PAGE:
The attack has also fueled a long-existing debate over whether Norwegian police should carry firearms

In the more than 30 minutes that followed before the arrest, four women and one man were killed by arrows and two other weapons — though police have yet to disclose the other arms, daily Aftenposten reports. The sleepy city's 27,000 inhabitants are left wondering how the man managed to evade a full 22 police patrols, and why reports of his radicalization weren't taken more seriously.

With five people killed and three more injured, Wednesday's killing spree is the worst attack in Norway since far-right extremist Anders Breivik massacred 77 people on the island of Utøya a decade ago.

Unarmed cops

As questions mount over the police response to the attack, with reports suggesting all five people died after law enforcement made first contact with the suspect, local police have said it's willing to submit the information needed to the Bureau of Investigation to start a probe into their conduct. Police confirmed they had fired warning shots in connection to the arrest which, under Norwegian law, often already provides a basis for an assessment.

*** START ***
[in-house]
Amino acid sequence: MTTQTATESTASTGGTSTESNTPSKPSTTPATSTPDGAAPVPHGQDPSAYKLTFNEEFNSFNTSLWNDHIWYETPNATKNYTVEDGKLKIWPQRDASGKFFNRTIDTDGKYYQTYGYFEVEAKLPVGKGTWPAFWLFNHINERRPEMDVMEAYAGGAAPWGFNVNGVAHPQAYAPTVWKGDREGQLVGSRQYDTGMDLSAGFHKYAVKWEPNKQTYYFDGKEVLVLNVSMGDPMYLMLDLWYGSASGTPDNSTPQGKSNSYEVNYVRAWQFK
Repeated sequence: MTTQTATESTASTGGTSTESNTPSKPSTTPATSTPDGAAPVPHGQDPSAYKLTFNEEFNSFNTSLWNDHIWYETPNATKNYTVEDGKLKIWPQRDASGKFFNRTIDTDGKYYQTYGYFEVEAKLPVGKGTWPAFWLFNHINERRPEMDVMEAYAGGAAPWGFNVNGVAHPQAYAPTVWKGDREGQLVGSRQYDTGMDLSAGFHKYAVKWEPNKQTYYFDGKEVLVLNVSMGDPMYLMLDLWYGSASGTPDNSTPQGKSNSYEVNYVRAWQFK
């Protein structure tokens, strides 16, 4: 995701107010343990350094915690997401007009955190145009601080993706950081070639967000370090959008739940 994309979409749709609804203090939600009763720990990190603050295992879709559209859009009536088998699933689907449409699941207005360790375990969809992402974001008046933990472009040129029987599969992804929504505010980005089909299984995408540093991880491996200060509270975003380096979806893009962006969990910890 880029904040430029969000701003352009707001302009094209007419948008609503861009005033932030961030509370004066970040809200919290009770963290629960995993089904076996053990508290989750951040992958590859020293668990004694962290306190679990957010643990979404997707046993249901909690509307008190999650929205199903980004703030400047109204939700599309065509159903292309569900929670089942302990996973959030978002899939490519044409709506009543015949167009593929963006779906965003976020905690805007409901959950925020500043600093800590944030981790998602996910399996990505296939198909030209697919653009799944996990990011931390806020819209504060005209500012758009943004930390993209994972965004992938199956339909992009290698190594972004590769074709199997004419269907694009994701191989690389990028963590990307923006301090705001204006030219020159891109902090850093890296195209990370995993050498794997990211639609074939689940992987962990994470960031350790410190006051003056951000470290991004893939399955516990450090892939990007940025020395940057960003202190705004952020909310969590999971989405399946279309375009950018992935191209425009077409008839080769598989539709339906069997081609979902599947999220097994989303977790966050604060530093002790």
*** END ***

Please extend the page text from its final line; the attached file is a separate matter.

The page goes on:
Wednesday's bloodbath has also fueled a long-existing debate over whether Norwegian police should carry firearms — the small country being one of only 19 globally where law enforcement officers are typically unarmed, though may have access to guns and rifles in certain circumstances.

Magnus Ranstorp, a terrorism expert and professor at the Swedish Defence University, noted that police in similar neighboring countries like Sweden and Denmark carry firearms. "I struggle to understand why Norwegian police are not armed all the time," Ranstorp told Norwegian daily VG. "The lesson from Utøya is that the police must react quickly and directly respond to a perpetrator during a life-threatening incident."